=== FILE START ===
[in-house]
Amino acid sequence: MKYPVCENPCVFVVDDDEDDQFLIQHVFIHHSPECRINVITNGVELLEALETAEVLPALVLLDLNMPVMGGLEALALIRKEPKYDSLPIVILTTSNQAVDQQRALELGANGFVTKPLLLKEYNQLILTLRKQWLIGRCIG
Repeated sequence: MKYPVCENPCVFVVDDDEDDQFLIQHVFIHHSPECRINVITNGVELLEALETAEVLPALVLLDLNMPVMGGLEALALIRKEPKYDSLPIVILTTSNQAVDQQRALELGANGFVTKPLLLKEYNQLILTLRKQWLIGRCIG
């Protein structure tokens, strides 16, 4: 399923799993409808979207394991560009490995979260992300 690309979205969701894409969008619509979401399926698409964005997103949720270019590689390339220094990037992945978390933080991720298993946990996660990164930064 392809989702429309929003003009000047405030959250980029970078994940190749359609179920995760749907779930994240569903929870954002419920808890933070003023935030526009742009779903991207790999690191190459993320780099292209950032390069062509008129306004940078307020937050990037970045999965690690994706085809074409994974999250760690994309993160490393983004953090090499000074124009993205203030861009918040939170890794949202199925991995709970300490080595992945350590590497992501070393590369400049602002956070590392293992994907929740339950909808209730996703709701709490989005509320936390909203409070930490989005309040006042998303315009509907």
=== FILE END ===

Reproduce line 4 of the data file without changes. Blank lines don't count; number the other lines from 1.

């Protein structure tokens, strides 16, 4: 399923799993409808979207394991560009490995979260992300 690309979205969701894409969008619509979401399926698409964005997103949720270019590689390339220094990037992945978390933080991720298993946990996660990164930064 392809989702429309929003003009000047405030959250980029970078994940190749359609179920995760749907779930994240569903929870954002419920808890933070003023935030526009742009779903991207790999690191190459993320780099292209950032390069062509008129306004940078307020937050990037970045999965690690994706085809074409994974999250760690994309993160490393983004953090090499000074124009993205203030861009918040939170890794949202199925991995709970300490080595992945350590590497992501070393590369400049602002956070590392293992994907929740339950909808209730996703709701709490989005509320936390909203409070930490989005309040006042998303315009509907």